Third, where either of the above two reasons or any other similar reason exists, it is particularly appropriate for a habeas court to gather additional evidence -- rather than granting the defendant the "windfall" of a new trial -- where the alleged constitutional violation does not affect the fairness of the outcome at trial, as in courtroom closure cases like this one. Waller, 467 U.S. at 50. The improper exclusion of the public from the courtroom during the testimony of a single witness, even a witness crucial to the case against the defendant, generally does not "'risk  an unreliable trial outcome and the consequent conviction of an innocent person.'" Kuhlmann, 142 F.3d at 539 (quoting O'Neal v. McAninch, 513 U.S. 432, 442 (1995)).
We reject petitioner's contention that the district court is or should be prohibited from holding a hearing if a state court would not do so on direct review. "The whole history of the writ . . . refutes a construction of the federal courts' habeas corpus powers that would assimilate their task to that of courts of appellate review." Townsend, 372 U.S. at 311.
Having concluded that the district court's decision to hear further evidence was a proper exercise of its discretion under the circumstances, we turn to whether the courtroom closure in this case violated Nieblas's Sixth Amendment rights. In this regard, we find no constitutional error; the additional evidence produced by the state plainly satisfies the constitutional requirements for courtroom closure. The Supreme Court has articulated a four-factor test for evaluating the propriety of courtroom closure. See Waller, 467 U.S. at 48. The only factor in serious dispute here is the first one: " [T]he party seeking to close the hearing must advance an overriding interest that is likely to be prejudiced." Id. We have interpreted this requirement to mean that a trial should be closed to the public only based on "persuasive evidence of serious risk to an important interest," Ayala, 131 F.3d at 70, including the need to protect an undercover officer's anonymity and safety, see Brown, 180 F.3d at 406 (citing Kuhlmann, 142 F.3d at 537). In Ayala, we found closure warranted where an undercover officer specifically identified the area where the defendant was arrested and testified that the officer would soon be returning to that very area as part of his work. See Ayala, 131 F.3d at 72.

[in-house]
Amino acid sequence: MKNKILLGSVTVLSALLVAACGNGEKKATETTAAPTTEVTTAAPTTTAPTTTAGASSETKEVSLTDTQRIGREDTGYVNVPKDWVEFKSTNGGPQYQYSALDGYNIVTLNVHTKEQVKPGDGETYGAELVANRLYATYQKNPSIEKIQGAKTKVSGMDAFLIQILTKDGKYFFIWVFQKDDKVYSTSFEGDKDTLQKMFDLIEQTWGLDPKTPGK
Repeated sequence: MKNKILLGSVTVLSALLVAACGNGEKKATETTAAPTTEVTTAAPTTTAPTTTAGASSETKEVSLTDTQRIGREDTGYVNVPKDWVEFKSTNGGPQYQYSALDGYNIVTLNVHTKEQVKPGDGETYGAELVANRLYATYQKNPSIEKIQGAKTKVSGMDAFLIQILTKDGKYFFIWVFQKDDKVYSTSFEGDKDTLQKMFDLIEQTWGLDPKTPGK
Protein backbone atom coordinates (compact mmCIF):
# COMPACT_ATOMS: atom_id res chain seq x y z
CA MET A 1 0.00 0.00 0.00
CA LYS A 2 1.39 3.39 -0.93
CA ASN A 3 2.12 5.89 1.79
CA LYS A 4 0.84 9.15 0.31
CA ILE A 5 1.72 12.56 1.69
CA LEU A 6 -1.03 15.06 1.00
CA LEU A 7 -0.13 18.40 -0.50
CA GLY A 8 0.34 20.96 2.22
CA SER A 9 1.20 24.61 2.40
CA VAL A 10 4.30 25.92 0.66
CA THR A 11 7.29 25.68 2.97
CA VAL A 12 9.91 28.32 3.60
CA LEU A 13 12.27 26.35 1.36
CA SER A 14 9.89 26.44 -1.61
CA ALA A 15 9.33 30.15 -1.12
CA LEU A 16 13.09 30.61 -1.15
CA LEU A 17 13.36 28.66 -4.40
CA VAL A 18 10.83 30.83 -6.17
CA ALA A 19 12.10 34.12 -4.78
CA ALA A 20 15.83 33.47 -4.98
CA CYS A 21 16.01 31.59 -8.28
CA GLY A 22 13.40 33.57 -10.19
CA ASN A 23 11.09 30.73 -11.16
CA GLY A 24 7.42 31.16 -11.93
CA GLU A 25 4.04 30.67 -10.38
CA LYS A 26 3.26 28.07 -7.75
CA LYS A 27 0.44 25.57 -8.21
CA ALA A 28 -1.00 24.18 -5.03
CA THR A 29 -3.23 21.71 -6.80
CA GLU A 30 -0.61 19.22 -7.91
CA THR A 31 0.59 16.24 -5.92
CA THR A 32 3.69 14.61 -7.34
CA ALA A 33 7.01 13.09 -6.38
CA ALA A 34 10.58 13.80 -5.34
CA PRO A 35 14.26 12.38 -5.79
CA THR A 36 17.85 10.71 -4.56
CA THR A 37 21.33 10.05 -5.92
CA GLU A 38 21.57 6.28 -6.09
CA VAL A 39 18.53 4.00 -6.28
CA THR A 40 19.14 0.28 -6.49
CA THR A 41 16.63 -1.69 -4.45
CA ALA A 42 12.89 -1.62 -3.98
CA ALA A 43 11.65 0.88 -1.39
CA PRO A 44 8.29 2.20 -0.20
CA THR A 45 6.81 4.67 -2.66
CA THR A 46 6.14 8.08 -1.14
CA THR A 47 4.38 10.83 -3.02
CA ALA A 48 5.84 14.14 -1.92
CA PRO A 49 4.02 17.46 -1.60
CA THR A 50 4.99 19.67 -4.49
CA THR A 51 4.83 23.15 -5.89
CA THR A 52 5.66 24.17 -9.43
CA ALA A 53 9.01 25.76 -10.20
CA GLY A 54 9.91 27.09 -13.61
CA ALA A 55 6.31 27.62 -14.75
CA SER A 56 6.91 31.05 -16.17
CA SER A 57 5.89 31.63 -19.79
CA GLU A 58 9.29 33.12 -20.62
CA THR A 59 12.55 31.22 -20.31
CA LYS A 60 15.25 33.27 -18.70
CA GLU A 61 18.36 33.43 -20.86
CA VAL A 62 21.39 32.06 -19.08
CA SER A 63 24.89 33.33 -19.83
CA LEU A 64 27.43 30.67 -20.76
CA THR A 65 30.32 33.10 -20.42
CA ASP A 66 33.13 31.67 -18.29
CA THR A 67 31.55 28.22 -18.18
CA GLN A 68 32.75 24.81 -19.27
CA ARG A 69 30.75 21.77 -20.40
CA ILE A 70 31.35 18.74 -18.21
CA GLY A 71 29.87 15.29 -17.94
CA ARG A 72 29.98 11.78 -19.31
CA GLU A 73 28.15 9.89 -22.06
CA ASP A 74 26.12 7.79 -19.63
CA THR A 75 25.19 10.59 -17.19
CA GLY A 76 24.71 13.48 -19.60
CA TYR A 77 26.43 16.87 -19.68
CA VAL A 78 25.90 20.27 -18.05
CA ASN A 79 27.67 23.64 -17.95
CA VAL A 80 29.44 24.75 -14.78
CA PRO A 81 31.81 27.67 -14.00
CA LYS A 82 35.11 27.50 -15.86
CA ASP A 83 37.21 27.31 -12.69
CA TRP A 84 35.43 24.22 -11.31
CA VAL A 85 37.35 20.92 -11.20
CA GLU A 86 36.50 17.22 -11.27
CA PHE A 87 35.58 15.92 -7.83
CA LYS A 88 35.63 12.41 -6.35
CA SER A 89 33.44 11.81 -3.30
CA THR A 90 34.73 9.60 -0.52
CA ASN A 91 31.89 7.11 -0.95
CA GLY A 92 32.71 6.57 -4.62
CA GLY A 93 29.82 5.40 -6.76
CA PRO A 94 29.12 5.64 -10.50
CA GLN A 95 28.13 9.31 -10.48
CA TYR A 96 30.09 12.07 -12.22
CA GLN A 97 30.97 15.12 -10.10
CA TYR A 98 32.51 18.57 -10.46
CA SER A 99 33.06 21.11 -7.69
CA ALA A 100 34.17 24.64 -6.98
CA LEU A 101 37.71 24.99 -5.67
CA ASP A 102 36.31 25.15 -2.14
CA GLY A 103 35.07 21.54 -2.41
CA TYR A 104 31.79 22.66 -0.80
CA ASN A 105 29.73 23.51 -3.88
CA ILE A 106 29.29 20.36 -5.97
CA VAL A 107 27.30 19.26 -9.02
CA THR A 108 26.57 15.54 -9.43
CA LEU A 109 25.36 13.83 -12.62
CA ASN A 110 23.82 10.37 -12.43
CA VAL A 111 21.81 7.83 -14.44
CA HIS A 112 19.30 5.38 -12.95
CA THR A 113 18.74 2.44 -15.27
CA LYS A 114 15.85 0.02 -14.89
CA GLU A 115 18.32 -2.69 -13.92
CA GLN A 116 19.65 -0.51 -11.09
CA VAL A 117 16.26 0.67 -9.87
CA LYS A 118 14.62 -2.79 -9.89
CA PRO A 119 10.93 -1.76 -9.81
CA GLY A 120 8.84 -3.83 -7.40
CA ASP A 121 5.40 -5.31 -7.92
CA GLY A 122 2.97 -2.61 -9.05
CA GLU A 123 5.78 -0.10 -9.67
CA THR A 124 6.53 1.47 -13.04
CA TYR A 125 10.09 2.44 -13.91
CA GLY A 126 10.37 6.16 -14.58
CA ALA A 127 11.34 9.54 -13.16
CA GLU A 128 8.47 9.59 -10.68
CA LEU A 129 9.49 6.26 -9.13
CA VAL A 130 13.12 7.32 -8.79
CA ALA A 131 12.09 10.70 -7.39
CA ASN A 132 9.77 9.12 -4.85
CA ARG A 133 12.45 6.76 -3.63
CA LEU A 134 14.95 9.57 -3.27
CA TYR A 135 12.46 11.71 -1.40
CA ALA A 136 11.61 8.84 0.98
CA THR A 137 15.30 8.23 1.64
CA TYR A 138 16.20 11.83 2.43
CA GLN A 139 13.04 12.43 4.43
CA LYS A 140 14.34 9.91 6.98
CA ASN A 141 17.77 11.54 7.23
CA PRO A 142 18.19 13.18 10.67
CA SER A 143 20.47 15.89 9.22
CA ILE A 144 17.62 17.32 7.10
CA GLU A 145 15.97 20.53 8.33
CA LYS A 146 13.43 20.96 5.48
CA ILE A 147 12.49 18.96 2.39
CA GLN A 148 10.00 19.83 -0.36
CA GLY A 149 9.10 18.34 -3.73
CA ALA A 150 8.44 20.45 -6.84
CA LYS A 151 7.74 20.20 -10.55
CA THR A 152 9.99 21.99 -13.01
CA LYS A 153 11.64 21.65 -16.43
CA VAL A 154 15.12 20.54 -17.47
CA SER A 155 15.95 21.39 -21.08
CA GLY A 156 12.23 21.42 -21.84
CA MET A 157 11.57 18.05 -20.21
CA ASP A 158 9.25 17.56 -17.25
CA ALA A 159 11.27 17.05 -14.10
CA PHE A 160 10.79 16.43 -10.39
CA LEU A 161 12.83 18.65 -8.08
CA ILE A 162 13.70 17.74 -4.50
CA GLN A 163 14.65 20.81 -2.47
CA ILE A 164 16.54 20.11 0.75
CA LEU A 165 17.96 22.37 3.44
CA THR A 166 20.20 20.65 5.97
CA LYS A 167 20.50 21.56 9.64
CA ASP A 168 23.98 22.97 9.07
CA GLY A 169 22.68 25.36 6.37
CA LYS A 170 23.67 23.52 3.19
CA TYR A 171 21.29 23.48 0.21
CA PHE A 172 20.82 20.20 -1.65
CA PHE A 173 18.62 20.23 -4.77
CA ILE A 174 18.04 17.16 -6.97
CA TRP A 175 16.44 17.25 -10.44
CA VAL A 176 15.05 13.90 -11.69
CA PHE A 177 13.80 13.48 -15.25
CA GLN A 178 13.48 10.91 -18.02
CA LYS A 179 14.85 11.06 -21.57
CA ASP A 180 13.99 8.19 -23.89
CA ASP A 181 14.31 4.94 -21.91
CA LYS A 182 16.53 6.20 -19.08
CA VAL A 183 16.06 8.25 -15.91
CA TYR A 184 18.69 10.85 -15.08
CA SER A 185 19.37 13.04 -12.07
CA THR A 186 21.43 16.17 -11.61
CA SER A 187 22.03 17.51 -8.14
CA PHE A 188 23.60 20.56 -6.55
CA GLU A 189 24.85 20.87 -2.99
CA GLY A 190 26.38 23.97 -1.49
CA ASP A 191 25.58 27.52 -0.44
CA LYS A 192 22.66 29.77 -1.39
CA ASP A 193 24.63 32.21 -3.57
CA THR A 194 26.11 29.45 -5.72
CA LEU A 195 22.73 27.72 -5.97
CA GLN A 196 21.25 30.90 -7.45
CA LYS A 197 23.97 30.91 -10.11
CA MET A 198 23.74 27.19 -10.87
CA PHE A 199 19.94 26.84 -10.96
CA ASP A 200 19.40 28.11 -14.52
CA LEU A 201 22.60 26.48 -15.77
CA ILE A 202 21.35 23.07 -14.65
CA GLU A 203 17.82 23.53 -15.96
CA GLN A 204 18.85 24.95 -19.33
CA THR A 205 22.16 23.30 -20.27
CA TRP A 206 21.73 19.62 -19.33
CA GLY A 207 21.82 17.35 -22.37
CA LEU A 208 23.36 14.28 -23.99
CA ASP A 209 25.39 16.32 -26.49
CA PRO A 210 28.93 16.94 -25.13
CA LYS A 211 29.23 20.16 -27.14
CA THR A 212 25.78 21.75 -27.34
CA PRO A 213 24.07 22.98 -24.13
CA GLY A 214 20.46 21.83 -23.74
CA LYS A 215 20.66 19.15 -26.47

Similarly, the affidavit and testimony received by the district court in this case established that (1) the operation involving Nieblas occurred in the Boro Park neighborhood of Brooklyn, and (2) although at the time of Nieblas's trial the officer had been transferred to an adjacent precinct, he still could have been assigned to further undercover work in the vicinity where Nieblas trafficked in drugs. This evidence is sufficient to justify the closure.
For the foregoing reasons, we find no fault with the district court's decisions (1) to hear additional evidence on the propriety of courtroom closure and (2) to deny the petition for a writ of habeas corpus. The judgment of the district court is affirmed.
The Honorable Richard M. Berman of the United States District Court for the Southern District of New York, sitting by designation.